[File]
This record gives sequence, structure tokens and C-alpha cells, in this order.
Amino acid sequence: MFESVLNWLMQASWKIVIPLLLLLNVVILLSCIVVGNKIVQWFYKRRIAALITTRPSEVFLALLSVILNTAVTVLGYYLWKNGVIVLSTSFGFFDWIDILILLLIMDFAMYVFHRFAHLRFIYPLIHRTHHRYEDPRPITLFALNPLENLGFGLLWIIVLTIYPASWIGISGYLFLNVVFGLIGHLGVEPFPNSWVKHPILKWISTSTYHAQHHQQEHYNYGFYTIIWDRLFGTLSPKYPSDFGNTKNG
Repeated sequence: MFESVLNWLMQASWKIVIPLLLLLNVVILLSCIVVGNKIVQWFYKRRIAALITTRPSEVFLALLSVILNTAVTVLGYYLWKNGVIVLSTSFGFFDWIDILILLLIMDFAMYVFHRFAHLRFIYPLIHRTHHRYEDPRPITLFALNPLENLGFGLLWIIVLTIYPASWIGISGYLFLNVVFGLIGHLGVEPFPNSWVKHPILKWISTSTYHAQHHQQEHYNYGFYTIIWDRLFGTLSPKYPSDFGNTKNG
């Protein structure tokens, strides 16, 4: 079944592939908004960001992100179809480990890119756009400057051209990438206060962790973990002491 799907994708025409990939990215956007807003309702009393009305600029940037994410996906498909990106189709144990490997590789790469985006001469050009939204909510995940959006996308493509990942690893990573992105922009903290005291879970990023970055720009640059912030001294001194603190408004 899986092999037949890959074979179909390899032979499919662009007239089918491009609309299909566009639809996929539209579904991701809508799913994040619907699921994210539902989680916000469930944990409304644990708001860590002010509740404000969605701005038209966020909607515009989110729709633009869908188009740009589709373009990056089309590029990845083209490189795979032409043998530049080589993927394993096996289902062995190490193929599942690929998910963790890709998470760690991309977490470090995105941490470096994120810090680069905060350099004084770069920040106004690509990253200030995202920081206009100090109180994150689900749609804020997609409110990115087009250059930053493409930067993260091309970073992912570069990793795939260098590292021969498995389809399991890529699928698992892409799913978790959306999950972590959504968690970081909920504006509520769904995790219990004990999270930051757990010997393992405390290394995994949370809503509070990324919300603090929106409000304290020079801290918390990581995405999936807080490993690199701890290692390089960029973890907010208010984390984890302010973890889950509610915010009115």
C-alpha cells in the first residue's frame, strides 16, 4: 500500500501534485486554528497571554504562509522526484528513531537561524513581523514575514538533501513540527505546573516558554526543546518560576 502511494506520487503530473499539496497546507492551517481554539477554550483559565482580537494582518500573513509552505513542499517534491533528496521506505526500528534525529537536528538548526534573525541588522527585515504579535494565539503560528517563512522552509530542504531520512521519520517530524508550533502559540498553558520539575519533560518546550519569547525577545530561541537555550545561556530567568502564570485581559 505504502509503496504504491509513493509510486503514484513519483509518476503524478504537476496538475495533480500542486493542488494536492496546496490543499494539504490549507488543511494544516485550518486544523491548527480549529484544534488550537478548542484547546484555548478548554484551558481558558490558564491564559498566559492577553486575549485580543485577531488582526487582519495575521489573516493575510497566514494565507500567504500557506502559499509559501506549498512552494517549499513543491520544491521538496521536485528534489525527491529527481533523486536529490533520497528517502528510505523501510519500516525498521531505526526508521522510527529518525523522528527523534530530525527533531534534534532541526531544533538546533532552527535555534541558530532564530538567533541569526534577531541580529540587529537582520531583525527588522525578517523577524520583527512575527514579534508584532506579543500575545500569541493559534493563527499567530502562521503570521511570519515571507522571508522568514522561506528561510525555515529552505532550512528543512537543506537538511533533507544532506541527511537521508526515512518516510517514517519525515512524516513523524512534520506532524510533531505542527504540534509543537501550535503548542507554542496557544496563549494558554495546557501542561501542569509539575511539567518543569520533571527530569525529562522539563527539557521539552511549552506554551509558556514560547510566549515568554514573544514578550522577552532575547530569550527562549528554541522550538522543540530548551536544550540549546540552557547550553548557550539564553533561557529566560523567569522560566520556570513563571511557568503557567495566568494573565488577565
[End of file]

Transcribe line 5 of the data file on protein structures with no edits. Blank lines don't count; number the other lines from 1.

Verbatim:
C-alpha cells in the first residue's frame, strides 16, 4: 500500500501534485486554528497571554504562509522526484528513531537561524513581523514575514538533501513540527505546573516558554526543546518560576 502511494506520487503530473499539496497546507492551517481554539477554550483559565482580537494582518500573513509552505513542499517534491533528496521506505526500528534525529537536528538548526534573525541588522527585515504579535494565539503560528517563512522552509530542504531520512521519520517530524508550533502559540498553558520539575519533560518546550519569547525577545530561541537555550545561556530567568502564570485581559 505504502509503496504504491509513493509510486503514484513519483509518476503524478504537476496538475495533480500542486493542488494536492496546496490543499494539504490549507488543511494544516485550518486544523491548527480549529484544534488550537478548542484547546484555548478548554484551558481558558490558564491564559498566559492577553486575549485580543485577531488582526487582519495575521489573516493575510497566514494565507500567504500557506502559499509559501506549498512552494517549499513543491520544491521538496521536485528534489525527491529527481533523486536529490533520497528517502528510505523501510519500516525498521531505526526508521522510527529518525523522528527523534530530525527533531534534534532541526531544533538546533532552527535555534541558530532564530538567533541569526534577531541580529540587529537582520531583525527588522525578517523577524520583527512575527514579534508584532506579543500575545500569541493559534493563527499567530502562521503570521511570519515571507522571508522568514522561506528561510525555515529552505532550512528543512537543506537538511533533507544532506541527511537521508526515512518516510517514517519525515512524516513523524512534520506532524510533531505542527504540534509543537501550535503548542507554542496557544496563549494558554495546557501542561501542569509539575511539567518543569520533571527530569525529562522539563527539557521539552511549552506554551509558556514560547510566549515568554514573544514578550522577552532575547530569550527562549528554541522550538522543540530548551536544550540549546540552557547550553548557550539564553533561557529566560523567569522560566520556570513563571511557568503557567495566568494573565488577565